The Union filed the demand in this manner so as to maintain its position of past practice and estoppel (agreement reliance) should no agreement be reached at negotiations and the matter proceeded to arbitration. Simply put, if the Union submitted a demand to remove time limits for filing to arbitration the Company could arguably say “why submit a demand if there was a practice in place”.
On February 19th, 2007, Rex Beatty and the rest of the negotiating team were removed from Office.
John Armstrong and Robert Sharpe thereafter assumed the duties of General Chairperson and Negotiators (along with Clint Miller from the U.S.). The demand to “reaffirm” no time limits existed to proceed to arbitration was dropped by the Union. Additionally, the Union negotiators signed an agreement with CN which, among other things, replaced all previous agreements on “time limits”.
Company material subsequently received by General Chairperson Ethier clearly indicated that the Company was going to rely on the Armstrong/Sharpe agreement with respect to the issue presently in dispute.
At this point, however, Brian Shell for the UTU International intervened in the matter and attempted to have Mr. M. Church removed on the basis of conflict. To settle the matter CN subsequently agreed not to discuss the agreement as did GO-105. GO-105 agreed so as to retain the services of M. Church (Brian Shell agreed not to raise the issue of conflict should the agreement of Armstrong/Sharpe not be relied upon).
The Arbitrator did not hear nor was there any evidence presented at the arbitration hearing in regards to the Armstrong/Sharpe agreement.
However, had Mr. Shell not intervened GO-105 could have utilized the Armstrong/Sharpe agreement to demonstrate that there were previous agreements, arguably the one reached during the Coffey case.
It should be noted that both John Armstrong and Robert Sharpe were summonsed to the hearing to give testimony. For the record it is my understanding that Bob Sharpe agreed to participate and assist GO-105 and dispute the position of the Company.
John Armstrong did not attend the hearing or contact any of the participants up to and including the hearing. To point, as will be identified later, Mr. Armstrong did not attend to dispute the representations by CN’s Myron Becker.
At the hearing the positions of both parties were advanced.
Although there was no dispute on the Union’s letter identifying the “agreement” it believed it had reached with the Company during the Coffey hearing (the Union had retained all fax confirmations as who received the letter) the Company denied that they had in fact reached an agreement.
When questioned, although initially stating they had, the Company (Myron Becker) acknowledged that at no time did he nor the Company respond to Rex Beatty as to his letter or his position. The Company acknowledged that they did not advise Rex Beatty of their disagreement with his position.
When examined, Mr. Becker stated that he “advised John Armstrong” during a private meeting prior to signing the tentative collective agreement in February 12th of the Company’s disagreement. Evidence was further established that the meeting had to have taken place between January 17/05 – date of the letter – and February 12/05 – signing of the tentative agreement (NOTE: other than the evidence of Myron Becker, there is no evidence of any meeting involving John Armstrong).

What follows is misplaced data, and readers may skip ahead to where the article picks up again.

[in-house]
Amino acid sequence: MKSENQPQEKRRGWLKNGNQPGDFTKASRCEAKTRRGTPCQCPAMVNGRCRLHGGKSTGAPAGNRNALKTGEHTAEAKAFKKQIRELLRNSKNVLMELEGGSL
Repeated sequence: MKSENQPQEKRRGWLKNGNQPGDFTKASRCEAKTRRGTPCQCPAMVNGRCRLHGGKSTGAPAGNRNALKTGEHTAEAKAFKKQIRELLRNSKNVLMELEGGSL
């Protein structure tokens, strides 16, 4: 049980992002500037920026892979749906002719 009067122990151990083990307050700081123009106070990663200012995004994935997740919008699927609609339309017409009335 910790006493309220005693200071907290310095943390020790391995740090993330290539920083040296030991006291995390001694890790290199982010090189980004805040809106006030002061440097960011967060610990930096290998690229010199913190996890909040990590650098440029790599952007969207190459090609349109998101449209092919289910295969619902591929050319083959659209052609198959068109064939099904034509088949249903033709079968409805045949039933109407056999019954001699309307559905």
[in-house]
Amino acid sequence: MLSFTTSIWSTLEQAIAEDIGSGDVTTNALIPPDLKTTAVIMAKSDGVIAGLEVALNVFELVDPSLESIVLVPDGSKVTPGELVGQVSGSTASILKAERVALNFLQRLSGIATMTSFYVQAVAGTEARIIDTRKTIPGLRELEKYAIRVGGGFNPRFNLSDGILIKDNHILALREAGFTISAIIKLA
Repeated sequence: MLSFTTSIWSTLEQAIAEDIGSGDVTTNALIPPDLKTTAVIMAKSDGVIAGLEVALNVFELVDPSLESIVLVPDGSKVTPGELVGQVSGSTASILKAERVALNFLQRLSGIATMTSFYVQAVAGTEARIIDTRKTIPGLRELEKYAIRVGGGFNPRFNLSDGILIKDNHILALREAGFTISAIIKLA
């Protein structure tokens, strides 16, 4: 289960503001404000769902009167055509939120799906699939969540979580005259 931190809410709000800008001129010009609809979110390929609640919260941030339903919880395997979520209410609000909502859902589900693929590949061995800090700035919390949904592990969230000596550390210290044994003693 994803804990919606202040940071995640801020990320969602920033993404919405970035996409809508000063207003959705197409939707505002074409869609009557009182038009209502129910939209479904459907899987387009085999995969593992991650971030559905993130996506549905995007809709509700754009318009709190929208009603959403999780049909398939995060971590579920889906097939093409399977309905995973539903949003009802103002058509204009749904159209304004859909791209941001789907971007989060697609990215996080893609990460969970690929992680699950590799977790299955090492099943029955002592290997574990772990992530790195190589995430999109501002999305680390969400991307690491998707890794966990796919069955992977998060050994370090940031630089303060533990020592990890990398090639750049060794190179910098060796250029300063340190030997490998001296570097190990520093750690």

Evidence was established that Rex Beatty was not advised by John Armstrong of the position of the Company (as stated by Myron Becker) in order to have the matter addressed at those negotiations.
The Arbitrator references the position of Myron Becker with respect to John Armstrong as follows;
“While the Company acknowledges that no answer was given to Mr. Beatty’s letter which asserted, in the settlement of the Coffey grievance, that a general agreement with respect to the waiver of article 84 time limits for filing to arbitration had been reached, it maintains that the Union was advised otherwise. As reflected in the evidence of Mr. Becker at the hearing, in the negotiations for the renewal of the collective agreement Mr. Becker was dealing with Mr. John Armstrong, then UTU Vice President and chief spokesperson at the bargaining table. He recalls that he expressed to Mr. Armstrong that the Company was not agreeing to a general waiver of the time limits for filing to arbitration found within article 84.4 of the collective agreement.”
NOTE: Notwithstanding any dispute I may have with John Armstrong on other matters, I do not believe that the meeting with Myron Becker took place nor do I believe John was advised of the Company’s disagreement.
It would however be interesting to hear John’s position with respect to the testimony of Myron Becker.
The Arbitrator, in reviewing the positions of both parties, accepted the premise that there was no agreement as it would, essentially, require the acknowledgment of the Company verbally or in writing.
The Arbitrator did not accept that there was a past practice or that estoppel applied with respect to these issues. It should be noted, however, that the position of GO-105 with respect to proceeding to Arbitration is and has been consistent with the practice presently in place in Western Canada (at least for now) and honoured by the Company.
The Arbitrator however maintained that he would continue to rule on the issue of time limits on a case by case basis as provided by the Code.
All grievances are presently still “alive” and proceeding to arbitration on the basis of the decision of the Arbitrator.